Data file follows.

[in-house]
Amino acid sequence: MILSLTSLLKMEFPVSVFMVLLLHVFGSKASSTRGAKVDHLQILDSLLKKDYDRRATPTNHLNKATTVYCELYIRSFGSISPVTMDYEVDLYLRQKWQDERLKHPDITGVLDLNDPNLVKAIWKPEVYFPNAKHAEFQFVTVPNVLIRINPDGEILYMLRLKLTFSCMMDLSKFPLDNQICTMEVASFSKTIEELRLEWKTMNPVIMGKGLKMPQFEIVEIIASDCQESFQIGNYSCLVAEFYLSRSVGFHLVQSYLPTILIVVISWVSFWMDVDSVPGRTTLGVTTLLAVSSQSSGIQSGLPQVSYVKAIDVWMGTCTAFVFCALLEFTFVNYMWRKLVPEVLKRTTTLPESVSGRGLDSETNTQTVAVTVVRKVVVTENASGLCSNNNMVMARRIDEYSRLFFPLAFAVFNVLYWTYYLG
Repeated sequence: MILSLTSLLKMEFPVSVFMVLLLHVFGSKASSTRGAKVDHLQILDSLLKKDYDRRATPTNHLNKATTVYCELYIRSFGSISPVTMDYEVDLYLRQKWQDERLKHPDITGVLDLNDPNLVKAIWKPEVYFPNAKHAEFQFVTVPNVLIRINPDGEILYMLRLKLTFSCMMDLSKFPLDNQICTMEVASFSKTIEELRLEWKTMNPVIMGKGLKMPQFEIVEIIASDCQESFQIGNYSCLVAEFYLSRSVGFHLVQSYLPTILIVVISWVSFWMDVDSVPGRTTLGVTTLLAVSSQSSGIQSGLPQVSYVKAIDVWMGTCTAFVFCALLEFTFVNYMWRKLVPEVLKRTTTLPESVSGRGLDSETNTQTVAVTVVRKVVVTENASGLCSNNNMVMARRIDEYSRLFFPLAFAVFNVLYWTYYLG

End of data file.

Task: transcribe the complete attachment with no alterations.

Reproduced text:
[in-house]
Amino acid sequence: MILSLTSLLKMEFPVSVFMVLLLHVFGSKASSTRGAKVDHLQILDSLLKKDYDRRATPTNHLNKATTVYCELYIRSFGSISPVTMDYEVDLYLRQKWQDERLKHPDITGVLDLNDPNLVKAIWKPEVYFPNAKHAEFQFVTVPNVLIRINPDGEILYMLRLKLTFSCMMDLSKFPLDNQICTMEVASFSKTIEELRLEWKTMNPVIMGKGLKMPQFEIVEIIASDCQESFQIGNYSCLVAEFYLSRSVGFHLVQSYLPTILIVVISWVSFWMDVDSVPGRTTLGVTTLLAVSSQSSGIQSGLPQVSYVKAIDVWMGTCTAFVFCALLEFTFVNYMWRKLVPEVLKRTTTLPESVSGRGLDSETNTQTVAVTVVRKVVVTENASGLCSNNNMVMARRIDEYSRLFFPLAFAVFNVLYWTYYLG
Repeated sequence: MILSLTSLLKMEFPVSVFMVLLLHVFGSKASSTRGAKVDHLQILDSLLKKDYDRRATPTNHLNKATTVYCELYIRSFGSISPVTMDYEVDLYLRQKWQDERLKHPDITGVLDLNDPNLVKAIWKPEVYFPNAKHAEFQFVTVPNVLIRINPDGEILYMLRLKLTFSCMMDLSKFPLDNQICTMEVASFSKTIEELRLEWKTMNPVIMGKGLKMPQFEIVEIIASDCQESFQIGNYSCLVAEFYLSRSVGFHLVQSYLPTILIVVISWVSFWMDVDSVPGRTTLGVTTLLAVSSQSSGIQSGLPQVSYVKAIDVWMGTCTAFVFCALLEFTFVNYMWRKLVPEVLKRTTTLPESVSGRGLDSETNTQTVAVTVVRKVVVTENASGLCSNNNMVMARRIDEYSRLFFPLAFAVFNVLYWTYYLG